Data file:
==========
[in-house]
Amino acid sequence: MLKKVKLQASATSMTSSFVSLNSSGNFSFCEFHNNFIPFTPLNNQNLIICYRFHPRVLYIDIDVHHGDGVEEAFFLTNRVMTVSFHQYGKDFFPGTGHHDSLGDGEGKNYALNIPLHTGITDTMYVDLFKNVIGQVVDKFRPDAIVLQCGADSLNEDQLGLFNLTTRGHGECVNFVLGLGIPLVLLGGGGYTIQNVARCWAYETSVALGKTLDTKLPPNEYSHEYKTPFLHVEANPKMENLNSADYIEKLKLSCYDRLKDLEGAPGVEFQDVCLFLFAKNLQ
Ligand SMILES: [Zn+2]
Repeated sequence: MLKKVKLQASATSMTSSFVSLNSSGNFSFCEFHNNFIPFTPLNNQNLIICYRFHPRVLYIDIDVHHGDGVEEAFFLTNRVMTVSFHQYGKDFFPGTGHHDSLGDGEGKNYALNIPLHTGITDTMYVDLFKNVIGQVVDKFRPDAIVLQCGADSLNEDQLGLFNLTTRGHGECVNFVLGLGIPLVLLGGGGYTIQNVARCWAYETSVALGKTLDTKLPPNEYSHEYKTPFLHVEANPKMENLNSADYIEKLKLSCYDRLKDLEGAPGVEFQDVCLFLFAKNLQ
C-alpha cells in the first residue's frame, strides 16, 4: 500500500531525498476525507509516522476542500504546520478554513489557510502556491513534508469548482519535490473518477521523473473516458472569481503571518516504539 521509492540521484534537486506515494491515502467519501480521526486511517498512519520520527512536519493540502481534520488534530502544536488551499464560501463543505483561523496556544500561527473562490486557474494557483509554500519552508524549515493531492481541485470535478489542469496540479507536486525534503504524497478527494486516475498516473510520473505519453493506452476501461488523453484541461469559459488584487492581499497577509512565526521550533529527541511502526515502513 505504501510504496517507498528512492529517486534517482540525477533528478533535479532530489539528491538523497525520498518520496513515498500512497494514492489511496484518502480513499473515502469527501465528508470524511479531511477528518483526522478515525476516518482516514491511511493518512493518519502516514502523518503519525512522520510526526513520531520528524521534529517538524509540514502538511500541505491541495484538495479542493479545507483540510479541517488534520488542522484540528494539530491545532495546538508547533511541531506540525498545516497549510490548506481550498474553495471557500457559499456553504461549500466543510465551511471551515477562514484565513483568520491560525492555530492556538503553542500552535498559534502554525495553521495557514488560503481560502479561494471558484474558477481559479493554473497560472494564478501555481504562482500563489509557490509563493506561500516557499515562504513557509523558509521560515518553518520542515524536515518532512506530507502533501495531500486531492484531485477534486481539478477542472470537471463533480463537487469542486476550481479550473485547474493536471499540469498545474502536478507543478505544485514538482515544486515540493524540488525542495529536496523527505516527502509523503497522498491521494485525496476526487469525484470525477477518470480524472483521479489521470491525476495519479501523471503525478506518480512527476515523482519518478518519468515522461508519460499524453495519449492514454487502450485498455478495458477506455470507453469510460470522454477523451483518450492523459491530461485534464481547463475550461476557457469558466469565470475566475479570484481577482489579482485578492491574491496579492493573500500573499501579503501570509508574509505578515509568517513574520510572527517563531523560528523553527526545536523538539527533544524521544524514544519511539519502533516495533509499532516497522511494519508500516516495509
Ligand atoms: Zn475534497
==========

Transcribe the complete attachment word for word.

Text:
[in-house]
Amino acid sequence: MLKKVKLQASATSMTSSFVSLNSSGNFSFCEFHNNFIPFTPLNNQNLIICYRFHPRVLYIDIDVHHGDGVEEAFFLTNRVMTVSFHQYGKDFFPGTGHHDSLGDGEGKNYALNIPLHTGITDTMYVDLFKNVIGQVVDKFRPDAIVLQCGADSLNEDQLGLFNLTTRGHGECVNFVLGLGIPLVLLGGGGYTIQNVARCWAYETSVALGKTLDTKLPPNEYSHEYKTPFLHVEANPKMENLNSADYIEKLKLSCYDRLKDLEGAPGVEFQDVCLFLFAKNLQ
Ligand SMILES: [Zn+2]
Repeated sequence: MLKKVKLQASATSMTSSFVSLNSSGNFSFCEFHNNFIPFTPLNNQNLIICYRFHPRVLYIDIDVHHGDGVEEAFFLTNRVMTVSFHQYGKDFFPGTGHHDSLGDGEGKNYALNIPLHTGITDTMYVDLFKNVIGQVVDKFRPDAIVLQCGADSLNEDQLGLFNLTTRGHGECVNFVLGLGIPLVLLGGGGYTIQNVARCWAYETSVALGKTLDTKLPPNEYSHEYKTPFLHVEANPKMENLNSADYIEKLKLSCYDRLKDLEGAPGVEFQDVCLFLFAKNLQ
C-alpha cells in the first residue's frame, strides 16, 4: 500500500531525498476525507509516522476542500504546520478554513489557510502556491513534508469548482519535490473518477521523473473516458472569481503571518516504539 521509492540521484534537486506515494491515502467519501480521526486511517498512519520520527512536519493540502481534520488534530502544536488551499464560501463543505483561523496556544500561527473562490486557474494557483509554500519552508524549515493531492481541485470535478489542469496540479507536486525534503504524497478527494486516475498516473510520473505519453493506452476501461488523453484541461469559459488584487492581499497577509512565526521550533529527541511502526515502513 505504501510504496517507498528512492529517486534517482540525477533528478533535479532530489539528491538523497525520498518520496513515498500512497494514492489511496484518502480513499473515502469527501465528508470524511479531511477528518483526522478515525476516518482516514491511511493518512493518519502516514502523518503519525512522520510526526513520531520528524521534529517538524509540514502538511500541505491541495484538495479542493479545507483540510479541517488534520488542522484540528494539530491545532495546538508547533511541531506540525498545516497549510490548506481550498474553495471557500457559499456553504461549500466543510465551511471551515477562514484565513483568520491560525492555530492556538503553542500552535498559534502554525495553521495557514488560503481560502479561494471558484474558477481559479493554473497560472494564478501555481504562482500563489509557490509563493506561500516557499515562504513557509523558509521560515518553518520542515524536515518532512506530507502533501495531500486531492484531485477534486481539478477542472470537471463533480463537487469542486476550481479550473485547474493536471499540469498545474502536478507543478505544485514538482515544486515540493524540488525542495529536496523527505516527502509523503497522498491521494485525496476526487469525484470525477477518470480524472483521479489521470491525476495519479501523471503525478506518480512527476515523482519518478518519468515522461508519460499524453495519449492514454487502450485498455478495458477506455470507453469510460470522454477523451483518450492523459491530461485534464481547463475550461476557457469558466469565470475566475479570484481577482489579482485578492491574491496579492493573500500573499501579503501570509508574509505578515509568517513574520510572527517563531523560528523553527526545536523538539527533544524521544524514544519511539519502533516495533509499532516497522511494519508500516516495509
Ligand atoms: Zn475534497